Peyton drops her water bottle and swears as she moves to save the power outage from getting drenched. She disappears from the screen for a moment and pops back up. Her eyes are wide. "That's the guy from the bar, Cat. That's the guy who called us the cab. He was really interested in Wendy after he knew she was Evo." Tears begin to well up in her eyes. She hasn't learned to channel the fear and hatred into anger yet.

There's coldness in her eyes now at the word of Bill Dean being involved in what happened with Peyton and Wendy. Cat likely has a special level of hell on earth to show this man if she had the chance. "Thank you, Peyton," she replies quietly. "You're doing just great. See, what we're going to do next is a way to start taking back the power in your life. It won't be easy, I get that seeing the face is hard. You've never experienced anything like this before. I was kidnapped once too," she shares. "They made me watch while my lover was tortured. Then they killed her. But we beat the organization they were from."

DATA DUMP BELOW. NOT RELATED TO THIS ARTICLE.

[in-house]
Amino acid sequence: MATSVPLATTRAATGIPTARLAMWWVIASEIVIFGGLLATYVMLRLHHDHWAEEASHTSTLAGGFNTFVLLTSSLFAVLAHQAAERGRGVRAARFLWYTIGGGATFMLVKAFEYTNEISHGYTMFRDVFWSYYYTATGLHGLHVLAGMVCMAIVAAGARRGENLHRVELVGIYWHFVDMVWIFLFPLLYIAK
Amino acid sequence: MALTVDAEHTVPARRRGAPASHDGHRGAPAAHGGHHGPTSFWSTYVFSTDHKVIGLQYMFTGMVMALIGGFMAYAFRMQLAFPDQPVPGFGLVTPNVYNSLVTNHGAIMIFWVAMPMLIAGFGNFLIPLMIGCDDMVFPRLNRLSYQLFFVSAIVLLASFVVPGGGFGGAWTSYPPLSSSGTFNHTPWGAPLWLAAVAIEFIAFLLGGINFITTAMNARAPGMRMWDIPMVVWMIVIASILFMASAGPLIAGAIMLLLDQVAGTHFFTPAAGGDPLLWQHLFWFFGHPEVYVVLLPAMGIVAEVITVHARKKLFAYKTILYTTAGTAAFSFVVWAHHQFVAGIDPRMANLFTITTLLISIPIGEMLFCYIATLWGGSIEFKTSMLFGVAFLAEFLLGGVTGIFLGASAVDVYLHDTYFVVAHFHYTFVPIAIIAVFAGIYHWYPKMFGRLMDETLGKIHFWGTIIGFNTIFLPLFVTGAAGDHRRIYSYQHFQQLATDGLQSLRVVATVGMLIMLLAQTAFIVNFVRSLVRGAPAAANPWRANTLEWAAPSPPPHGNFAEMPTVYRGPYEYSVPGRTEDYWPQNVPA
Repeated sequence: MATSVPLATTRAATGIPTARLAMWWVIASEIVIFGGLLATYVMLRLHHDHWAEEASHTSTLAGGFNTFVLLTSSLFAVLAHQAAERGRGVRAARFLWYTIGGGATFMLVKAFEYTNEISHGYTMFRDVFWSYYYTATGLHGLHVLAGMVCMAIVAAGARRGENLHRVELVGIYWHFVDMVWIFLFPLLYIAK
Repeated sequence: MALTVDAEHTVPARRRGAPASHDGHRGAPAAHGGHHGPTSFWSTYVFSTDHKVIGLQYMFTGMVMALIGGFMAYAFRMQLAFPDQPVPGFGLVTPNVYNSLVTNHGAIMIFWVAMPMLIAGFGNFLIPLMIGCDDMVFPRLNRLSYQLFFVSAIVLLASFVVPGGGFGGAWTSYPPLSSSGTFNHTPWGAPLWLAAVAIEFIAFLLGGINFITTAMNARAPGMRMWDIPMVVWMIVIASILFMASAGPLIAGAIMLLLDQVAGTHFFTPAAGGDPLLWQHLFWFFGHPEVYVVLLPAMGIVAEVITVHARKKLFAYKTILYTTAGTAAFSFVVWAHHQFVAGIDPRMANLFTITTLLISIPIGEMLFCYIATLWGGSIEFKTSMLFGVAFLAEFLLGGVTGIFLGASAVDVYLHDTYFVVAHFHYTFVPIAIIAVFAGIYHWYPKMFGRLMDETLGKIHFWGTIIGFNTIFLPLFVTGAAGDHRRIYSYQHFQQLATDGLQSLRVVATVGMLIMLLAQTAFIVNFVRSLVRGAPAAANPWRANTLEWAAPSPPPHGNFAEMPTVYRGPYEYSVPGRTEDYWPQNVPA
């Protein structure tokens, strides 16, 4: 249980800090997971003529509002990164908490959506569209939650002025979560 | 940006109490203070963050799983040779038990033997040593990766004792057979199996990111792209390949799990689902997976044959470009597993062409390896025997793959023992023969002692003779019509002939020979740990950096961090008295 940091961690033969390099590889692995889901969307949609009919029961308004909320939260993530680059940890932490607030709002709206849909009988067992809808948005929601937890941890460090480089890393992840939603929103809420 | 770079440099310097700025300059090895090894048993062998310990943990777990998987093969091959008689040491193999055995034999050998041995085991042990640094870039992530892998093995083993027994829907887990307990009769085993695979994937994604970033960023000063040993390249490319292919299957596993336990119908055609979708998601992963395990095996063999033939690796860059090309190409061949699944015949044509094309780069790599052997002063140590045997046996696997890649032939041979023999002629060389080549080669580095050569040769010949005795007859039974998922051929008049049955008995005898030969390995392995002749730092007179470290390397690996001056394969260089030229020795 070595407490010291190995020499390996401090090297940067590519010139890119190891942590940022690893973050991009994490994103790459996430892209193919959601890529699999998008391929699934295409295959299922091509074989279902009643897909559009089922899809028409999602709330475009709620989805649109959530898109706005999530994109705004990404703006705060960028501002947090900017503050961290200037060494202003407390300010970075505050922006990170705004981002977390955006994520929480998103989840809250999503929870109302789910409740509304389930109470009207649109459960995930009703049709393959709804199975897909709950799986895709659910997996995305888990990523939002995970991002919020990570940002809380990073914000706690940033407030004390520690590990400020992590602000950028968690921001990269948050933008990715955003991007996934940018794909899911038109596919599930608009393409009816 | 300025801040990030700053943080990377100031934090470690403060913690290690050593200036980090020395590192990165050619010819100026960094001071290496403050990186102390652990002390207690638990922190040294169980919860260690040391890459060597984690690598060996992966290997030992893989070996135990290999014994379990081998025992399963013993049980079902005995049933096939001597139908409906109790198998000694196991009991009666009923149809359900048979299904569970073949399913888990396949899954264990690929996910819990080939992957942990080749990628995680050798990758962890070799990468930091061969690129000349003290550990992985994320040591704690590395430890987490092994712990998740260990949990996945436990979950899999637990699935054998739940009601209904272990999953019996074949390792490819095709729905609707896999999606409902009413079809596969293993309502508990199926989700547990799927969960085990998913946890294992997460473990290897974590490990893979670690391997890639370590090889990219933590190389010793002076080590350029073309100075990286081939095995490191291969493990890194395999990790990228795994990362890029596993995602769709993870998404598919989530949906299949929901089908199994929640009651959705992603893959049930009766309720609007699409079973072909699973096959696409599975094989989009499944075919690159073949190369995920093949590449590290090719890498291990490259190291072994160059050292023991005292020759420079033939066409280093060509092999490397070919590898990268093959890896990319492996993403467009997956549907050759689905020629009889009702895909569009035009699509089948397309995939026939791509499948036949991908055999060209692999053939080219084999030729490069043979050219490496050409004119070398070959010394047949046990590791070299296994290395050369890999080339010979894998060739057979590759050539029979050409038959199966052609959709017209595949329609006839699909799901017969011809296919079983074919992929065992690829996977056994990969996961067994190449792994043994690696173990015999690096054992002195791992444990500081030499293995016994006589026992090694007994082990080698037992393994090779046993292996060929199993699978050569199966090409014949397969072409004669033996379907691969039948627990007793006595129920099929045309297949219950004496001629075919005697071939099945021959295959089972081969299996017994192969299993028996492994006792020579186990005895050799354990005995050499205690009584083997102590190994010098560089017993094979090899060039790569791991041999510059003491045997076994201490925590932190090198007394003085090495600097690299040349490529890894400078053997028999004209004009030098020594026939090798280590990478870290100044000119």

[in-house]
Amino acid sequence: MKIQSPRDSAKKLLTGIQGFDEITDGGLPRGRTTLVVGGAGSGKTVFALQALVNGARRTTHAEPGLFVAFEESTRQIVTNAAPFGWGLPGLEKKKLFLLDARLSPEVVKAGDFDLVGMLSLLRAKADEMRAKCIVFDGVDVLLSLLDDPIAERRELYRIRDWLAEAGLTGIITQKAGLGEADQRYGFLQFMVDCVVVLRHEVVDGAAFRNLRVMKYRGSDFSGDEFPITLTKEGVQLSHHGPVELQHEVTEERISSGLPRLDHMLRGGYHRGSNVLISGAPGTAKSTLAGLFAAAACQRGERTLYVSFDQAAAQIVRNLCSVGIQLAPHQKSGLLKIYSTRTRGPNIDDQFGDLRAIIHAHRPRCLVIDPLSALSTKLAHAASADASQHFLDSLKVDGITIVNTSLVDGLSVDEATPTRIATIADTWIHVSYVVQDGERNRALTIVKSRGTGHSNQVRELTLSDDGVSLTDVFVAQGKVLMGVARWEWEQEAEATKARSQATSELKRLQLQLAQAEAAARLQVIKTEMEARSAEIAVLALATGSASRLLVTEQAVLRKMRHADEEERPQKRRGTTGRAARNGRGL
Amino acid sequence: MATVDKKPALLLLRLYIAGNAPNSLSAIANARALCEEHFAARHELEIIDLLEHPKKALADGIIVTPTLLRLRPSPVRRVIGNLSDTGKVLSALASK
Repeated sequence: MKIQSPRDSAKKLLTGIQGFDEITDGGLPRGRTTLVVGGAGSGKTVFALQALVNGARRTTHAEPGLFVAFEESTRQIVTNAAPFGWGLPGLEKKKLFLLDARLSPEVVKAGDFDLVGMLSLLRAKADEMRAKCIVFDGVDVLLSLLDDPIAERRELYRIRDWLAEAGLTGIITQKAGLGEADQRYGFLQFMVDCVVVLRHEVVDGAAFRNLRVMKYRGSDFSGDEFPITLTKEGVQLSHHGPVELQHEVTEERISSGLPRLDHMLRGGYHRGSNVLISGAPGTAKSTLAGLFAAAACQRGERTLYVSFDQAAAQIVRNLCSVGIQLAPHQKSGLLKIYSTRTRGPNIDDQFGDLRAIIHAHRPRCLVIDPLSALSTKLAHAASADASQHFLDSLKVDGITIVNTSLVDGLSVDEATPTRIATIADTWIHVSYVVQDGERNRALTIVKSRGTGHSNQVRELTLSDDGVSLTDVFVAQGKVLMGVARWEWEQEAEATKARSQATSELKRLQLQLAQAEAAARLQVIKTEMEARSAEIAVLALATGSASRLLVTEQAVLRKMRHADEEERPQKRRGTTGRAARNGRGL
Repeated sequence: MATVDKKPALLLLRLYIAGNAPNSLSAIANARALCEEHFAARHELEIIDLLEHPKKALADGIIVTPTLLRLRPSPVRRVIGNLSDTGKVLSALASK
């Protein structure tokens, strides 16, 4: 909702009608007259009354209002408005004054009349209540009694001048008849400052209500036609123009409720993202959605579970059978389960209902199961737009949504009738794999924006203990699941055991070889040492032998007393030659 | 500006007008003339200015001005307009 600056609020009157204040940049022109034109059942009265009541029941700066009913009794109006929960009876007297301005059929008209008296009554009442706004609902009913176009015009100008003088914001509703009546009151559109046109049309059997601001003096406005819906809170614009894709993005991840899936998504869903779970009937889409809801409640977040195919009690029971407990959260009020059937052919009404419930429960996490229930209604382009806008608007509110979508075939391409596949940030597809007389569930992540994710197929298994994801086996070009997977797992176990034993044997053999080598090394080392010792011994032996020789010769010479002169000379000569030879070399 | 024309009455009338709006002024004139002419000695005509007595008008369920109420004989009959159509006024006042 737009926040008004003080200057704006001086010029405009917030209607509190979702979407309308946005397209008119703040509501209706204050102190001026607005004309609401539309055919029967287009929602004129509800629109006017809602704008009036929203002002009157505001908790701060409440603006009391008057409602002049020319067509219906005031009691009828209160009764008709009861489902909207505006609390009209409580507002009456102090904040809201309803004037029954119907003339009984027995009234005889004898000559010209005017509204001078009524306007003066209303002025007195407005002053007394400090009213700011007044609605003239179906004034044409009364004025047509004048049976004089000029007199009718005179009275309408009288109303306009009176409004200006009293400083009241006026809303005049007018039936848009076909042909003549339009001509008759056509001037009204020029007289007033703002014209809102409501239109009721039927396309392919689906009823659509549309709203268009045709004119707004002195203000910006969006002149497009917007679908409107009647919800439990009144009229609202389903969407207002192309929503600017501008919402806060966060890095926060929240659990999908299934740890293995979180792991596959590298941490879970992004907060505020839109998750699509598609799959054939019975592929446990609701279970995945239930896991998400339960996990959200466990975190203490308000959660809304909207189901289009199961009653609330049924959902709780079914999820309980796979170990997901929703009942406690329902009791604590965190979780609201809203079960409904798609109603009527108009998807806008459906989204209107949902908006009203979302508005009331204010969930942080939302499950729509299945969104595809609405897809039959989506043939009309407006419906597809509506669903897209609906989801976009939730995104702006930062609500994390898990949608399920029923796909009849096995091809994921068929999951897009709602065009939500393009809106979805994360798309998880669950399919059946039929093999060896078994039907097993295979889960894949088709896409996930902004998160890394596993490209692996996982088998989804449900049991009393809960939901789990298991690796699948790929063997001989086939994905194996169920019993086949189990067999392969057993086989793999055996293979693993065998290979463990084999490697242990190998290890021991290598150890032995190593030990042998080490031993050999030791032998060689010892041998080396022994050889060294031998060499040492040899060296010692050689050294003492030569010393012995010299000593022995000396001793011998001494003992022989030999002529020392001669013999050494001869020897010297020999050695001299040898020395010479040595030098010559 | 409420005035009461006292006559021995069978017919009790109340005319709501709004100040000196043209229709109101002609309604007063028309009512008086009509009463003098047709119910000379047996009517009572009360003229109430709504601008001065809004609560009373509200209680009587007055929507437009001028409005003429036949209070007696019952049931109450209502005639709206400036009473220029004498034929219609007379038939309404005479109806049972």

"Keep your head up, Peyton," she encourages. "You're a survivor. Getting yourself out, that shows you've got more strength than you knew you had."

Peyton's hand shakes as she reaches to push her hair out of her eyes. "I'm okay. I'm sorry for what happened to you. That's so much worse." She nods, as if to assure herself of what she's saying. "I'm okay," she repeats, then tilts her head, looking at the new image on her screen. "What's his name?" she asks, her chin rising with some resolve.